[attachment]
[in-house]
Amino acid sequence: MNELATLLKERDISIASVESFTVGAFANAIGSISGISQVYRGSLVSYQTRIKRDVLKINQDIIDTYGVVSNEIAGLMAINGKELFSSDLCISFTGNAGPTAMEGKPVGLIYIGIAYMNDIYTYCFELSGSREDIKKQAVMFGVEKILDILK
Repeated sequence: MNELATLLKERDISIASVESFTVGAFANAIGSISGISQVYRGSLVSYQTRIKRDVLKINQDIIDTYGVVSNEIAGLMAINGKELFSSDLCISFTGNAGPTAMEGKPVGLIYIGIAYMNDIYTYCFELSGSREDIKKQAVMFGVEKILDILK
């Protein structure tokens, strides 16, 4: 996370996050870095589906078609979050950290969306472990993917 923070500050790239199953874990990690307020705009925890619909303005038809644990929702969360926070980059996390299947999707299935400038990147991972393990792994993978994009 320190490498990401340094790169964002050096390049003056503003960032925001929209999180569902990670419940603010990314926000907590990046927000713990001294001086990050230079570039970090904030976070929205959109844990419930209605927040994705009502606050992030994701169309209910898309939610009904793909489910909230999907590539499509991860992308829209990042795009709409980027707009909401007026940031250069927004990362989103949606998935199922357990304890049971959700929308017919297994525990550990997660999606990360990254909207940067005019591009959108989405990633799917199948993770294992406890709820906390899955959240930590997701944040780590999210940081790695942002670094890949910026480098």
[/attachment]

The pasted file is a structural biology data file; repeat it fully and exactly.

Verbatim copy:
[in-house]
Amino acid sequence: MNELATLLKERDISIASVESFTVGAFANAIGSISGISQVYRGSLVSYQTRIKRDVLKINQDIIDTYGVVSNEIAGLMAINGKELFSSDLCISFTGNAGPTAMEGKPVGLIYIGIAYMNDIYTYCFELSGSREDIKKQAVMFGVEKILDILK
Repeated sequence: MNELATLLKERDISIASVESFTVGAFANAIGSISGISQVYRGSLVSYQTRIKRDVLKINQDIIDTYGVVSNEIAGLMAINGKELFSSDLCISFTGNAGPTAMEGKPVGLIYIGIAYMNDIYTYCFELSGSREDIKKQAVMFGVEKILDILK
């Protein structure tokens, strides 16, 4: 996370996050870095589906078609979050950290969306472990993917 923070500050790239199953874990990690307020705009925890619909303005038809644990929702969360926070980059996390299947999707299935400038990147991972393990792994993978994009 320190490498990401340094790169964002050096390049003056503003960032925001929209999180569902990670419940603010990314926000907590990046927000713990001294001086990050230079570039970090904030976070929205959109844990419930209605927040994705009502606050992030994701169309209910898309939610009904793909489910909230999907590539499509991860992308829209990042795009709409980027707009909401007026940031250069927004990362989103949606998935199922357990304890049971959700929308017919297994525990550990997660999606990360990254909207940067005019591009959108989405990633799917199948993770294992406890709820906390899955959240930590997701944040780590999210940081790695942002670094890949910026480098």